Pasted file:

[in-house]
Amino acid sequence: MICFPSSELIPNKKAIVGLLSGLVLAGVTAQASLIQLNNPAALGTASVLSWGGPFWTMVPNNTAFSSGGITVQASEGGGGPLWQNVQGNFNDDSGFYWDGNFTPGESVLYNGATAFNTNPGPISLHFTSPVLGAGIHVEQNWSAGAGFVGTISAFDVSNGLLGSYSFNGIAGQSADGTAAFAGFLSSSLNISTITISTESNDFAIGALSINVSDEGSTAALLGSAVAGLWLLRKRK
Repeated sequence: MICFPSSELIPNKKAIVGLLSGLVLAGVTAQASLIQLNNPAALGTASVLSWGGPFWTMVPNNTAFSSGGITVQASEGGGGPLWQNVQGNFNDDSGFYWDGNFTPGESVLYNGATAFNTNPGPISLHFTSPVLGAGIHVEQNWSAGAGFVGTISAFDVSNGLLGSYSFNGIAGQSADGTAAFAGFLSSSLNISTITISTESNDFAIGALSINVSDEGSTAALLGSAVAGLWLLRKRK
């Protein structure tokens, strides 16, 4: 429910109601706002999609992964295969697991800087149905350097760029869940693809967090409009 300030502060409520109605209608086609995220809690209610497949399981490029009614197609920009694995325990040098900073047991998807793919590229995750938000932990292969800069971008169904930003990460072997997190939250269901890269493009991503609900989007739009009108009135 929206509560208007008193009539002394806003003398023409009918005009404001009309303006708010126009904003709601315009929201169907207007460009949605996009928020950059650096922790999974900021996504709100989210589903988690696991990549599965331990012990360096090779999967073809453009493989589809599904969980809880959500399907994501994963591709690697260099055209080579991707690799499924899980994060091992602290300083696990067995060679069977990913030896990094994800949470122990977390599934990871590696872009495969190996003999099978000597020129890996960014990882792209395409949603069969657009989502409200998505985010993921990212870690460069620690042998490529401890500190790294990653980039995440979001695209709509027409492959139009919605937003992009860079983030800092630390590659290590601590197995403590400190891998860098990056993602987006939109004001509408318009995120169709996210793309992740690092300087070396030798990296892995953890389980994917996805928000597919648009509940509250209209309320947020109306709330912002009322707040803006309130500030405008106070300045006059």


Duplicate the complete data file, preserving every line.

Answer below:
[in-house]
Amino acid sequence: MICFPSSELIPNKKAIVGLLSGLVLAGVTAQASLIQLNNPAALGTASVLSWGGPFWTMVPNNTAFSSGGITVQASEGGGGPLWQNVQGNFNDDSGFYWDGNFTPGESVLYNGATAFNTNPGPISLHFTSPVLGAGIHVEQNWSAGAGFVGTISAFDVSNGLLGSYSFNGIAGQSADGTAAFAGFLSSSLNISTITISTESNDFAIGALSINVSDEGSTAALLGSAVAGLWLLRKRK
Repeated sequence: MICFPSSELIPNKKAIVGLLSGLVLAGVTAQASLIQLNNPAALGTASVLSWGGPFWTMVPNNTAFSSGGITVQASEGGGGPLWQNVQGNFNDDSGFYWDGNFTPGESVLYNGATAFNTNPGPISLHFTSPVLGAGIHVEQNWSAGAGFVGTISAFDVSNGLLGSYSFNGIAGQSADGTAAFAGFLSSSLNISTITISTESNDFAIGALSINVSDEGSTAALLGSAVAGLWLLRKRK
């Protein structure tokens, strides 16, 4: 429910109601706002999609992964295969697991800087149905350097760029869940693809967090409009 300030502060409520109605209608086609995220809690209610497949399981490029009614197609920009694995325990040098900073047991998807793919590229995750938000932990292969800069971008169904930003990460072997997190939250269901890269493009991503609900989007739009009108009135 929206509560208007008193009539002394806003003398023409009918005009404001009309303006708010126009904003709601315009929201169907207007460009949605996009928020950059650096922790999974900021996504709100989210589903988690696991990549599965331990012990360096090779999967073809453009493989589809599904969980809880959500399907994501994963591709690697260099055209080579991707690799499924899980994060091992602290300083696990067995060679069977990913030896990094994800949470122990977390599934990871590696872009495969190996003999099978000597020129890996960014990882792209395409949603069969657009989502409200998505985010993921990212870690460069620690042998490529401890500190790294990653980039995440979001695209709509027409492959139009919605937003992009860079983030800092630390590659290590601590197995403590400190891998860098990056993602987006939109004001509408318009995120169709996210793309992740690092300087070396030798990296892995953890389980994917996805928000597919648009509940509250209209309320947020109306709330912002009322707040803006309130500030405008106070300045006059």